That may sound like a wild claim to make of an event already shrouded in defeatism. This is a party nobody is thrilled to have been asked to. Ehud Olmert is going because an Israeli prime minister cannot leave an invitation from the White House to curl in the in-tray. Mahmoud Abbas is going because after losing the Gaza Strip to Hamas he must show that he is still president of Palestine, if only in the eyes of the great powers. Not even the hosts seem excited. Condoleezza Rice, America’s secretary of state, is a genuine if late convert to the idea that America can budge things in Palestine. But the rest of the administration appears to see Annapolis as a way to roll out the customary pieties on Palestine and so make it easier for America to line up its Arab friends against Iran.
“I am not persuaded yet that they have grasped the seriousness and the amount of work that is required to do what they say they want to do — to reach an agreement on the core issues by the end of the Bush administration.” Aaron David Miller, a scholar at the Woodrow Wilson Center think tank in Washington and a former U.S. peace mediator.
“Neither has the support at home or the control of his government to do something extremely serious,” said Jon Alterman of the CSIS think tank in Washington.
“There is, I think, considerable doubt remaining about whether the administration is prepared to take on the heavy lifting … to make this work,” said Bruce Riedel, an analyst at the Brookings Institution.
In his speech at Annapolis, Saudi Foreign Minister Prince Saud al-Faisal raised some doubt about U.S. determination, noting Washington had committed to try to settle the conflict “within a specific time frame and we shall hold them to that.”
As Bush proudly beamed behind them, Israeli Prime Minister Ehud Olmert and Palestinian President Mahmoud Abbas shook hands on Tuesday over an agreement to immediately begin their first formal peace negotiations in seven years.
Seven years? Why seven? In Seven years there will be another Israeli Prime Minister who will most likely reject this deal and another “name” will be issued for a new round of “peace talks.” Meanwhile, Israel continues its colonial expansion in building more settlements and renaming annexed Palestinian lands.
Talks on such issues — borders, settlements, the status of Jerusalem and the fate of Palestinian refugees — are to begin December 12 and any agreement would require compromises that will be painful for both sides. Interestingly though, the Israelis flatly reject the Right of Return for Palestinian refugees.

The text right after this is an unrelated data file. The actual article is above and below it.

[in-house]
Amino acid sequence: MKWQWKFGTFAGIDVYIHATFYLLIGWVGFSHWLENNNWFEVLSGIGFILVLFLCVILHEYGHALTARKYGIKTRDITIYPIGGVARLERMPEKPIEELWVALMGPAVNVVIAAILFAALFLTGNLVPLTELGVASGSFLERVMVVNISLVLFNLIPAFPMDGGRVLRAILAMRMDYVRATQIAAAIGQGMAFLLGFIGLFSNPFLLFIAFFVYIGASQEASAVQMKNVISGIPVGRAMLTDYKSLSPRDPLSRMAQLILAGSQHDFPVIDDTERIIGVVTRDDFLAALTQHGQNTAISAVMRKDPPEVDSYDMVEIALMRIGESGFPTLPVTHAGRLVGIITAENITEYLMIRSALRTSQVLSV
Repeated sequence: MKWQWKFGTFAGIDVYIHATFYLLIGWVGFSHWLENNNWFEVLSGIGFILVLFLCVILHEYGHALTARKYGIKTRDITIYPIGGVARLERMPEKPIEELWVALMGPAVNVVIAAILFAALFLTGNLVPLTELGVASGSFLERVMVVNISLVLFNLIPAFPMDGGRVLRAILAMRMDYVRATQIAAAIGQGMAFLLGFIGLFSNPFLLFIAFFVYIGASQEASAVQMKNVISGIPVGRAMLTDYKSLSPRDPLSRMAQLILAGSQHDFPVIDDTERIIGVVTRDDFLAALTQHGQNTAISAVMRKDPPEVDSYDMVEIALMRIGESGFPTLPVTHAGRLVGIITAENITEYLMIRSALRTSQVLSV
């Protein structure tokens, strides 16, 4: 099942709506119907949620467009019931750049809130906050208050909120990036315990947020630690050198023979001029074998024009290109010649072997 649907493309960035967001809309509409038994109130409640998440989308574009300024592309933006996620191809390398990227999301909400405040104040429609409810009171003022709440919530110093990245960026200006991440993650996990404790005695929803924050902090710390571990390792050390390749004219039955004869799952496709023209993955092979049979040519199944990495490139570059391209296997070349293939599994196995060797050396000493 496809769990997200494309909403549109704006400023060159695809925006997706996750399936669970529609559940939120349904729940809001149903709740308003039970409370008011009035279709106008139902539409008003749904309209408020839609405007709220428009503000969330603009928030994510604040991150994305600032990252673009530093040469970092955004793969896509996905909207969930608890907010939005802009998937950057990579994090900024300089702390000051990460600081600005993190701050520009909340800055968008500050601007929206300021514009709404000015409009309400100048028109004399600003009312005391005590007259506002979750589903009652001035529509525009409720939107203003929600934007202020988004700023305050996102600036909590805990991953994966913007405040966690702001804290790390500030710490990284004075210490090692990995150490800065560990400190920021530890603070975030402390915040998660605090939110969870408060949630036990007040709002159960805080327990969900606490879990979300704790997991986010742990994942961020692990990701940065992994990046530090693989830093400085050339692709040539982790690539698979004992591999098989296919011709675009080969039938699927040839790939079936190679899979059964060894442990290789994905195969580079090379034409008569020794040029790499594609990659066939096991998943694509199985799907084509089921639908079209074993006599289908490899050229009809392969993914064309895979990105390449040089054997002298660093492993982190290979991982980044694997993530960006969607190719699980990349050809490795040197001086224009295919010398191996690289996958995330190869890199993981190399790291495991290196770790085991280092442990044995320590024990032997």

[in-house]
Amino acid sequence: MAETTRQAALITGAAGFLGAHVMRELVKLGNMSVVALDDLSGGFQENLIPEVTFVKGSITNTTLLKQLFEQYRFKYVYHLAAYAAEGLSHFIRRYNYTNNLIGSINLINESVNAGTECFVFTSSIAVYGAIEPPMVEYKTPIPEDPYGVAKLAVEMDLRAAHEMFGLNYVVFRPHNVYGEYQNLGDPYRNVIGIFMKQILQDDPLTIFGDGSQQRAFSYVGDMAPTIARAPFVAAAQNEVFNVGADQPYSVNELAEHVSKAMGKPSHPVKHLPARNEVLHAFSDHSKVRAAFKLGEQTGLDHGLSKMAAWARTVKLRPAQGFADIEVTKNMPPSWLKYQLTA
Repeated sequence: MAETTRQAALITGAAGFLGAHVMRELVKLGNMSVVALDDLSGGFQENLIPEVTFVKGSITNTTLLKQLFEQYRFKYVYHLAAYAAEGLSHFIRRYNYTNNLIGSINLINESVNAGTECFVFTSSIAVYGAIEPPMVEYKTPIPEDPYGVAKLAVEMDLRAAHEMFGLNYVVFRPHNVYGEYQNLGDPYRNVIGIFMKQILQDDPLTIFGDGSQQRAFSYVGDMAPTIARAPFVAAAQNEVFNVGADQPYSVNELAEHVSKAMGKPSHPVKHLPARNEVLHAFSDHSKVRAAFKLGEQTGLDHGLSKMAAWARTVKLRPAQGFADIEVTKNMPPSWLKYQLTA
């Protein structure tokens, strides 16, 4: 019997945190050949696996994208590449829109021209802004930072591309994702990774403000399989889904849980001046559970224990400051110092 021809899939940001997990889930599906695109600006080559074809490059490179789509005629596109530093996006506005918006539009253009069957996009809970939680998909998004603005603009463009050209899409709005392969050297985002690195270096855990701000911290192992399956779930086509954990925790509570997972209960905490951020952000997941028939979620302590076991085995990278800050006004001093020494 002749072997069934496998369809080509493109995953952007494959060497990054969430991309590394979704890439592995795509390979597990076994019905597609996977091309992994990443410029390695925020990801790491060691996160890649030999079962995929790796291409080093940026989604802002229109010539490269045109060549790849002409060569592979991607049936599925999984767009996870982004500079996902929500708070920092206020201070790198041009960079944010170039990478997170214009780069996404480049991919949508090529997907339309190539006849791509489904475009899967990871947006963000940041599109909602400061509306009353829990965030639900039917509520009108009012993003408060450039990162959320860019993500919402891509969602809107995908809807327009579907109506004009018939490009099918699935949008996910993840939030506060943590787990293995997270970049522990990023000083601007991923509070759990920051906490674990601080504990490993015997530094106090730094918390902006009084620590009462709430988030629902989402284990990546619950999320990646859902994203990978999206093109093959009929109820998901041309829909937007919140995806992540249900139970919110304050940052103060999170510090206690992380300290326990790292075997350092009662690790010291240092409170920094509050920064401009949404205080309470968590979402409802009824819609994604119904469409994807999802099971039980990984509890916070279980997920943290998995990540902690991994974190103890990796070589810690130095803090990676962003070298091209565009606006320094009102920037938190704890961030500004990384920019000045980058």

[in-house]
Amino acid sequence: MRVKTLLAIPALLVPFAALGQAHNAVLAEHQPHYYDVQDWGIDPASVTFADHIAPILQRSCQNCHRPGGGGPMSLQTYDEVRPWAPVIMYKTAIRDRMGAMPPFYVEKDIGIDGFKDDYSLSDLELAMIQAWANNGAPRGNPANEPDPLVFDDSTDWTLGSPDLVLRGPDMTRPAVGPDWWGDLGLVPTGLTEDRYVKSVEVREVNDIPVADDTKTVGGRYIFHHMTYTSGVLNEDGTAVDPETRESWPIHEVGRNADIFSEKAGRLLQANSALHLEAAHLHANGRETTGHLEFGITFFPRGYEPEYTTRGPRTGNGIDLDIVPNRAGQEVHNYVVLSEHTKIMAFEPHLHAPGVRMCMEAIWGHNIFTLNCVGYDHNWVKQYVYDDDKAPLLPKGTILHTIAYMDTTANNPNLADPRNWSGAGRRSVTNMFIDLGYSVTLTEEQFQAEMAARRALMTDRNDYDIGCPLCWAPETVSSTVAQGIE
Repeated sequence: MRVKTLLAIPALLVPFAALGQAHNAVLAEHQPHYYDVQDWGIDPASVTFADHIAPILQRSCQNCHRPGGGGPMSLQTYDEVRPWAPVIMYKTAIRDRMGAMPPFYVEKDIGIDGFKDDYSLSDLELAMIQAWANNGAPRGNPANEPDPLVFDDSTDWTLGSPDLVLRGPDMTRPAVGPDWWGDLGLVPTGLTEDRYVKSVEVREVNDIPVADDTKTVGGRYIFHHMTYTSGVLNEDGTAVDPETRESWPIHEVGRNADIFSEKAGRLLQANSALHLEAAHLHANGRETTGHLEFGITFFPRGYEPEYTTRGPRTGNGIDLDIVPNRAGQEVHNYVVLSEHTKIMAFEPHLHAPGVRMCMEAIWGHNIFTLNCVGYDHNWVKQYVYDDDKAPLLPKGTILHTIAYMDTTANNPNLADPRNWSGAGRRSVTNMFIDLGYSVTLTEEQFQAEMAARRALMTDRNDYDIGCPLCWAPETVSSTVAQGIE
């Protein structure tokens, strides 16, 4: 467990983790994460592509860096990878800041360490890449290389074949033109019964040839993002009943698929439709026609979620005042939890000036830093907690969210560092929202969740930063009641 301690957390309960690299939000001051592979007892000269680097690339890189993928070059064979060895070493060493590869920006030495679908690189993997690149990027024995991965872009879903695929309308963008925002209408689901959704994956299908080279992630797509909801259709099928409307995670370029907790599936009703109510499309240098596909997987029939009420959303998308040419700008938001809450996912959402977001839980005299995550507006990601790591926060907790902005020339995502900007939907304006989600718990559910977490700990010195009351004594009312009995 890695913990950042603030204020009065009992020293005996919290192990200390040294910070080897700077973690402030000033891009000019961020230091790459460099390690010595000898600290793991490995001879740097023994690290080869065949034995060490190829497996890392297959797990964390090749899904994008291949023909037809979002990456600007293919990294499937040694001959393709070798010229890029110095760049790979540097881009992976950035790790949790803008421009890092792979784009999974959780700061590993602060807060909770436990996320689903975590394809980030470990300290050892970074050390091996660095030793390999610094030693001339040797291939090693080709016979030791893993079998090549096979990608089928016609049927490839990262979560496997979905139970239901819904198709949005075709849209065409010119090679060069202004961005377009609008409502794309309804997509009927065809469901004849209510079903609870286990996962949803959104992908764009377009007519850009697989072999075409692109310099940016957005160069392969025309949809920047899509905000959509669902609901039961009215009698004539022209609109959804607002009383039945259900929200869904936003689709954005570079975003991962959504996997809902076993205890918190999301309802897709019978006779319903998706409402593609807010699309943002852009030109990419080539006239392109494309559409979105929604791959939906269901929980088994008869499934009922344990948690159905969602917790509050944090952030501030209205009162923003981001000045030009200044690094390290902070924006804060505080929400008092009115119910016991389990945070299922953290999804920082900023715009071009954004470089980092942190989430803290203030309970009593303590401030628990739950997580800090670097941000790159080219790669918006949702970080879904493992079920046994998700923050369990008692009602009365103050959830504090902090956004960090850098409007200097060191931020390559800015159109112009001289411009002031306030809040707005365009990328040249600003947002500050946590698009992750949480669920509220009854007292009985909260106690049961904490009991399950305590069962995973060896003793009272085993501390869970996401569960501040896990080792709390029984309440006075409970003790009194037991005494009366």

Interestingly, tens of thousands of Holocaust survivors and their heirs “are still struggling” to receive compensation or the return of looted property from Germany! While Jews and their heirs are allowed to seek compensation, a similar demand by Palestinian refugees, to be compensated – at the very least – is rejected by the Israelis.
Over the past half-century, Germany has spent an estimated $100 billion, adjusted for inflation, to compensate Jews and other victims of Nazism. Now it is dealing with a new wave of property claims filed in the early 1990s after the collapse of the communist East German government, which had generally refused to compensate Jewish losses from the Third Reich.
And the conclusion is?
As reported in the Economist, three years ago Mr Bush said in a public letter to Ariel Sharon that it would be unrealistic to expect Israel to evacuate all the dense settlement blocks it has planted in the West Bank! But since most settlers live close to the old border, he can now tell Israel that it cannot keep more than a few percentage points—say 5% or so—of the West Bank, and that it must offer the Palestinians land from its own side in compensation. On refugees, Mr Bush “should” say, as Bill Clinton did, that their right to “return” should be exercised in the new Palestine and not in pre-1967 Israel!
Amazing conclusion by the Economist: “that is a bitter pill but it is the logic of a peace based on partition. And Israel too must accept a bitter potion: Jerusalem, the beating heart of both peoples, will have to be the capital of both.
In other words, Jerusalem must be shared, Palestinians lose more land and Israel “gives” a little of the stolen land (pre 1967 war) back to the Palestinians?
And so we wait… for seven more years!